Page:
FDA Publishes Final Guidance For Industry On Applications For Nonprescription Drug Products

FDA Publishes Final Guidance For Industry On Applications For Nonprescription Drug Products

October 10th, 2011 // 3:21 pm @

The U.S. Food and Drug Administration (FDA) recently released a guidance on “Time and Extent Applications for Nonprescription Drug Products” (the “Guidance”). The Guidance describes the FDA’s latest thinking on the information applicants should provide when requesting that conditions be added to the FDA’s over-the-counter (OTC) drug monograph system. Specifically, the Guidance focuses on the time-and-extent application (TEA) component of the monograph application process, which requires applicants to demonstrate that the condition has been marketed OTC to a material extent and for a material time. The Guidance applies to any OTC drug that does not have any marketing experience in the United States or that is initially marketed in the United States after May 11, 1972, when the OTC drug review started.

As the first of two steps in the OTC drug monograph system inclusion process, the TEA must include information about the OTC condition. For example, this would include:

The intended OTC uses, strengths or dosage forms;
A list of all countries in which the condition has been marketed; and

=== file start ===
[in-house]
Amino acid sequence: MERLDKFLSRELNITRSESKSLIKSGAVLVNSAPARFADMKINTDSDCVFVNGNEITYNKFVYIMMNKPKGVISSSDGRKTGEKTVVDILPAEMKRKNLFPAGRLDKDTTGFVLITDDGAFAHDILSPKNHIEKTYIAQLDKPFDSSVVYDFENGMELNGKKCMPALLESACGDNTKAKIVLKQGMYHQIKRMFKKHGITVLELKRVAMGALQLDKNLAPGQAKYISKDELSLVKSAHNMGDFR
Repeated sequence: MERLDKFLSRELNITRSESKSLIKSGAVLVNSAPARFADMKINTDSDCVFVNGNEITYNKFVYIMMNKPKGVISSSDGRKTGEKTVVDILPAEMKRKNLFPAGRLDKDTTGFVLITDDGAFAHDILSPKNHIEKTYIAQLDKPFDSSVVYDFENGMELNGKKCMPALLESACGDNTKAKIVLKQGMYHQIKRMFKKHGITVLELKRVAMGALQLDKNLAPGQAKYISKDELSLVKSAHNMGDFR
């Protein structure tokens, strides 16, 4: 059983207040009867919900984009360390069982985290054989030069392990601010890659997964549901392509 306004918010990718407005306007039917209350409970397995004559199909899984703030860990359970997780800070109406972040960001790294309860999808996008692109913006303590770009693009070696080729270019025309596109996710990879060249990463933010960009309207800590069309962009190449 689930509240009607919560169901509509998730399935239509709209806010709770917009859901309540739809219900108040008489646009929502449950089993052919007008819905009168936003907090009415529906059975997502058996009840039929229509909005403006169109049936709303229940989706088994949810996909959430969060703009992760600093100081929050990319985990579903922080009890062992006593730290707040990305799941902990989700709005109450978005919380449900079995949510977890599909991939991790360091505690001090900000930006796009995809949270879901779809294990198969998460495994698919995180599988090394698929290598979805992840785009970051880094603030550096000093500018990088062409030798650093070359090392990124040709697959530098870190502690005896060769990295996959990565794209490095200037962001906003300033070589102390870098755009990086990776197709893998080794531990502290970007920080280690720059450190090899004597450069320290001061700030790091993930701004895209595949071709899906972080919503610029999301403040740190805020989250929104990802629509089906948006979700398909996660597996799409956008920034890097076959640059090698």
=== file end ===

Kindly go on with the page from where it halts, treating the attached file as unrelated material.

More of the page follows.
Information on the marketing activities in those countries, including demographics; dosage-unit sales history; and the country’s system for identifying adverse drug experiences.

The TEA applicant also needs to include English versions of the product labels from every country in which the condition is marketed. Applicants submitting a TEA for an OTC drug marketed for more than five years under an FDA-approved application are exempt from some of these requirements.

The Guidance further advises that after submission, TEA applicants can anticipate eligibility determinations within one year. If the condition is found eligible for inclusion on the OTC drug monograph system, a notice will be published in the Federal Register and the TEA will be publicly displayed. Applicants found ineligible will receive a publicly displayed letter from the FDA stating why the condition was not eligible. Rejected TEAs, however, will not be publicly displayed.

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